And while government-imposed travel restrictions and flight cancelations are having an impact, "incessant media coverage of the issue is also impacting traveler confidence," Wyatt said.
In particular, the saga of the Diamond Princess cruise ship, where hundreds of passengers were quarantined on board while the ship was docked in Yokohama, Japan, has received worldwide headlines. Princess Cruises, which operates the ship, canceled all Diamond Princess voyages through April 20 due to the "prolonged quarantine period" and the cruise line offered a full refund to all 2,666 guests, more than 400 of whom were from the United States.
"Cruises have seen negative press coverage in the last few weeks, which is not helping operators," Wyatt said. "These actions restrict people's ability and willingness to travel and this is obviously creating significant headwinds for the industry."
Sacks, however, is bullish on an eventual recovery.
"What we've seen many times is resilience in the cruise industry," he said. "Demand still comes back."
If outbreak is contained, rebound is expected to be quick
Wyatt predicts the impact on the travel industry as a whole will be widespread, and that hotels, online travel agencies and cruises will likely suffer economic losses.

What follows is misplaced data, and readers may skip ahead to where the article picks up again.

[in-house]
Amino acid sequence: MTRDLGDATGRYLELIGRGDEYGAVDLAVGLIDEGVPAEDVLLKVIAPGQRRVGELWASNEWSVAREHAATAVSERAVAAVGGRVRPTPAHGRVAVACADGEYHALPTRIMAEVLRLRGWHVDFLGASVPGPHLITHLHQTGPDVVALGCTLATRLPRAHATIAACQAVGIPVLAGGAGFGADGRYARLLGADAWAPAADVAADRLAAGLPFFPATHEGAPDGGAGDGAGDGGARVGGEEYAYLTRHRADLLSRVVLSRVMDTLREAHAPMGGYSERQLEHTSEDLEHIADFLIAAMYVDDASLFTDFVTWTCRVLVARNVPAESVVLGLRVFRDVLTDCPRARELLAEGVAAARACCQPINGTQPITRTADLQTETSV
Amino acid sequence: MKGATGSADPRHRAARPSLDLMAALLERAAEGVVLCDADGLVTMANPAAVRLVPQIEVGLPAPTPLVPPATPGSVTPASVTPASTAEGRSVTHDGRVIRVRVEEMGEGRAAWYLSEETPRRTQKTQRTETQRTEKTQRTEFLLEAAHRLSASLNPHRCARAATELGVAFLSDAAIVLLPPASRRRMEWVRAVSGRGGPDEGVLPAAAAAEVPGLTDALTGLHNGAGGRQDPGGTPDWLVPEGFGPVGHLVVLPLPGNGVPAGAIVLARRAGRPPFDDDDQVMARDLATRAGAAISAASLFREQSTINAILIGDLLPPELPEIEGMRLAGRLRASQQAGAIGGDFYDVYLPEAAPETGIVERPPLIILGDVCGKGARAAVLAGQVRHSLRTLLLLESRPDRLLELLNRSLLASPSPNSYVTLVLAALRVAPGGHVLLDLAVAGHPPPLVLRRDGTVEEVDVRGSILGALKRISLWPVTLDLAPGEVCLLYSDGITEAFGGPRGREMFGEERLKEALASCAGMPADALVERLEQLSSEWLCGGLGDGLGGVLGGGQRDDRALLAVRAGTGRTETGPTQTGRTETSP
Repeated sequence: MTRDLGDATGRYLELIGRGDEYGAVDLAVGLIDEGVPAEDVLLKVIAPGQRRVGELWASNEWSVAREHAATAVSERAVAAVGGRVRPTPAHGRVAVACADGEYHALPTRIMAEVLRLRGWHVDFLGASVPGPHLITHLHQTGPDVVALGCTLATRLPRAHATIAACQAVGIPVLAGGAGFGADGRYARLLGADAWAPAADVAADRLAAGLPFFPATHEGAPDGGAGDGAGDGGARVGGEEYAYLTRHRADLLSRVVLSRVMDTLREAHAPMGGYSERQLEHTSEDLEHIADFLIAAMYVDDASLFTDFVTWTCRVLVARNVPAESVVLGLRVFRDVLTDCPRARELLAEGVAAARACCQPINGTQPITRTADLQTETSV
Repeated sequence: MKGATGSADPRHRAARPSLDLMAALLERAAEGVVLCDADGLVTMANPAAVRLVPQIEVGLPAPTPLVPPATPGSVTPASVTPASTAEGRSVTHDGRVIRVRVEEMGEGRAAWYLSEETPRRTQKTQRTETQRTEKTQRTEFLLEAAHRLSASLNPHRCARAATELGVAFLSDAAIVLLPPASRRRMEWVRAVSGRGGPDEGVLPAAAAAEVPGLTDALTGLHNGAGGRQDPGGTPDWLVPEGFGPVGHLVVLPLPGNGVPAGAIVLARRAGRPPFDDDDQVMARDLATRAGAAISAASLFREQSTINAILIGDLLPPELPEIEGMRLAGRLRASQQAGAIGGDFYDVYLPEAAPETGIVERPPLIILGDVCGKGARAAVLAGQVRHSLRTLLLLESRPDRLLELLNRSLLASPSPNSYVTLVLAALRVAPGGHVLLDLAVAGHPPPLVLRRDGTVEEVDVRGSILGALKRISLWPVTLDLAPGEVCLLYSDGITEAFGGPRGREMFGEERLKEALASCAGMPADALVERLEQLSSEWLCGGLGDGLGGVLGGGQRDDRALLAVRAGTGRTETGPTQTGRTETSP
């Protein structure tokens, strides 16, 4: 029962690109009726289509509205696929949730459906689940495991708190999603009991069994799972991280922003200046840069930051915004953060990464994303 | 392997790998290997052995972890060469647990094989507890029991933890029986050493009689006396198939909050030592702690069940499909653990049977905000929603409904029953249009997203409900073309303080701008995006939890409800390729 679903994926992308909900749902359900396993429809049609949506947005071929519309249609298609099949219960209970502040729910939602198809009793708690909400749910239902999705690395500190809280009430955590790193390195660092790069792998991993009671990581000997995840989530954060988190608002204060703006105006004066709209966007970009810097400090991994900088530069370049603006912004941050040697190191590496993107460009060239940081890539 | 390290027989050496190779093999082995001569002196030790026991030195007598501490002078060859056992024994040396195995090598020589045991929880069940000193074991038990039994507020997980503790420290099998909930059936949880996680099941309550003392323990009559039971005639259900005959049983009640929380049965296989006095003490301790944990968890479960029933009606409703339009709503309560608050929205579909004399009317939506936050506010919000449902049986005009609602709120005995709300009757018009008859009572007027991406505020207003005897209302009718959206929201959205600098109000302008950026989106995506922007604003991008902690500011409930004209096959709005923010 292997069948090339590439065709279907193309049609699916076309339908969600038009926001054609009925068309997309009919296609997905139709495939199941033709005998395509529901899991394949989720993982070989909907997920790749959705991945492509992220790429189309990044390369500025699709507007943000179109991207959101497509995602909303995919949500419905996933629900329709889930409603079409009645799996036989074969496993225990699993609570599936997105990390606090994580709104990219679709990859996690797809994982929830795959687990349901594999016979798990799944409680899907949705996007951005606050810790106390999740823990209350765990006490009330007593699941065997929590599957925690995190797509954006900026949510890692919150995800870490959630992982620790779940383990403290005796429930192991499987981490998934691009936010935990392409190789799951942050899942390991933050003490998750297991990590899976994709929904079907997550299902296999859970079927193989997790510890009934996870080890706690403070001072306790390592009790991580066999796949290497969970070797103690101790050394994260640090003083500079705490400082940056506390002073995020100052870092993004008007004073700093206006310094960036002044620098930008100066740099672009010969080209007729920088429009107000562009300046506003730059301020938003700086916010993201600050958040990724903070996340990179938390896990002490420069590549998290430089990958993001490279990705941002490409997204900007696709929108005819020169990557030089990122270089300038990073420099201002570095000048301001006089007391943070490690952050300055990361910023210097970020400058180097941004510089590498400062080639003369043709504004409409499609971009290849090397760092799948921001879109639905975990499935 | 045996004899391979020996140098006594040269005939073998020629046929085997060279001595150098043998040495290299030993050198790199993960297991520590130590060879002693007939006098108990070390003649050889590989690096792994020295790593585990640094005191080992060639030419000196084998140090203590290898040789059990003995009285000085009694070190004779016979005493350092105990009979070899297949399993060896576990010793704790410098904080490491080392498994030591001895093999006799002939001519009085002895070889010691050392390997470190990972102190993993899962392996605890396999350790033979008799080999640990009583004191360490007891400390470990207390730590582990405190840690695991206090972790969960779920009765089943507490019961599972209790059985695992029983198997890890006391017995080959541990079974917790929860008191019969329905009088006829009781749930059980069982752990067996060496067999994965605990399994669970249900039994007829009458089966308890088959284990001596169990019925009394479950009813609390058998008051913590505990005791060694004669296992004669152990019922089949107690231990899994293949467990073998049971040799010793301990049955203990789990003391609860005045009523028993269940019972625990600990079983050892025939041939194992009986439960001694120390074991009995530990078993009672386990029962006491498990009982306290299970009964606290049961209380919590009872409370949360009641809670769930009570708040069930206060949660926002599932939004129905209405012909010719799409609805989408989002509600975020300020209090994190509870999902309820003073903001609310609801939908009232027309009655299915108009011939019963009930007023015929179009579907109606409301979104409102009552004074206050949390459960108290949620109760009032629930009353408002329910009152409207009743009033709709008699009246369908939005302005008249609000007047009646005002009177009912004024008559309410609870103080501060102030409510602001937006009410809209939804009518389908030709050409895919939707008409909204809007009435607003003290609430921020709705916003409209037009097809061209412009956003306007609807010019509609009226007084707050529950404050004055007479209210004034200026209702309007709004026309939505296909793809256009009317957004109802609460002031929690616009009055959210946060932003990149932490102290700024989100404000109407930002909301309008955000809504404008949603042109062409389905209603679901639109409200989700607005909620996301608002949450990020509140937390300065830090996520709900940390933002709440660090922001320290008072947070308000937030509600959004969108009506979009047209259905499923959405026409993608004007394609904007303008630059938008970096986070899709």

"While it's important to temper the hysteria and make it clear that the travel and tourism sector is not going to grind to a halt altogether, we must be realistic and acknowledge the fact that it will need to navigate choppy waters for some time to come," he said.
But once the virus is contained, Sacks believes the industry will rebound.
After the SARS outbreak ended, Sacks says it took roughly four months for the travel industry to stabilize. Once the coronavirus outbreak is contained, Sacks predicts the rebound will be just as fast.
"The travel market is very resilient," said Sacks. "Once a crisis passes, and it's no longer front-page news, people resume their travel paths very quickly."
"Our forecast for 2021 is very strong," he added. "It's the mirror image of the downturn."